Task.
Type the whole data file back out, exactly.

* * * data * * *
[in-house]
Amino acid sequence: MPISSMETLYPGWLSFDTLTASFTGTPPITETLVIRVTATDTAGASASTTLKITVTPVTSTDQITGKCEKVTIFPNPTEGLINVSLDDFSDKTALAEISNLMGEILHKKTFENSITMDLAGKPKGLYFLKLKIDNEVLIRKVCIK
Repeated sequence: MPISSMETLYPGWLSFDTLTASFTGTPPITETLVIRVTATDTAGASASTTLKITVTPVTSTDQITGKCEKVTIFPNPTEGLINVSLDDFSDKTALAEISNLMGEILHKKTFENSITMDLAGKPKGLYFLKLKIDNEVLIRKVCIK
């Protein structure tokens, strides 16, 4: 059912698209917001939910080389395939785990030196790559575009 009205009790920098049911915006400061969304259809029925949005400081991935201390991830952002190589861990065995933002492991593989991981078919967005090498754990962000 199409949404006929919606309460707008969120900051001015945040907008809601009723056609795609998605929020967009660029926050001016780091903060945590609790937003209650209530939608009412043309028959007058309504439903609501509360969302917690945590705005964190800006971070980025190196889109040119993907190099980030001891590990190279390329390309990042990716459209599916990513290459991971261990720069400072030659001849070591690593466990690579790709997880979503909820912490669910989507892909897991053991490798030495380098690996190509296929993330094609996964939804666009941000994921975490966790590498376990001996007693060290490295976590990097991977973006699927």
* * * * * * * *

[in-house]
Amino acid sequence: MPISSMETLYPGWLSFDTLTASFTGTPPITETLVIRVTATDTAGASASTTLKITVTPVTSTDQITGKCEKVTIFPNPTEGLINVSLDDFSDKTALAEISNLMGEILHKKTFENSITMDLAGKPKGLYFLKLKIDNEVLIRKVCIK
Repeated sequence: MPISSMETLYPGWLSFDTLTASFTGTPPITETLVIRVTATDTAGASASTTLKITVTPVTSTDQITGKCEKVTIFPNPTEGLINVSLDDFSDKTALAEISNLMGEILHKKTFENSITMDLAGKPKGLYFLKLKIDNEVLIRKVCIK
């Protein structure tokens, strides 16, 4: 059912698209917001939910080389395939785990030196790559575009 009205009790920098049911915006400061969304259809029925949005400081991935201390991830952002190589861990065995933002492991593989991981078919967005090498754990962000 199409949404006929919606309460707008969120900051001015945040907008809601009723056609795609998605929020967009660029926050001016780091903060945590609790937003209650209530939608009412043309028959007058309504439903609501509360969302917690945590705005964190800006971070980025190196889109040119993907190099980030001891590990190279390329390309990042990716459209599916990513290459991971261990720069400072030659001849070591690593466990690579790709997880979503909820912490669910989507892909897991053991490798030495380098690996190509296929993330094609996964939804666009941000994921975490966790590498376990001996007693060290490295976590990097991977973006699927």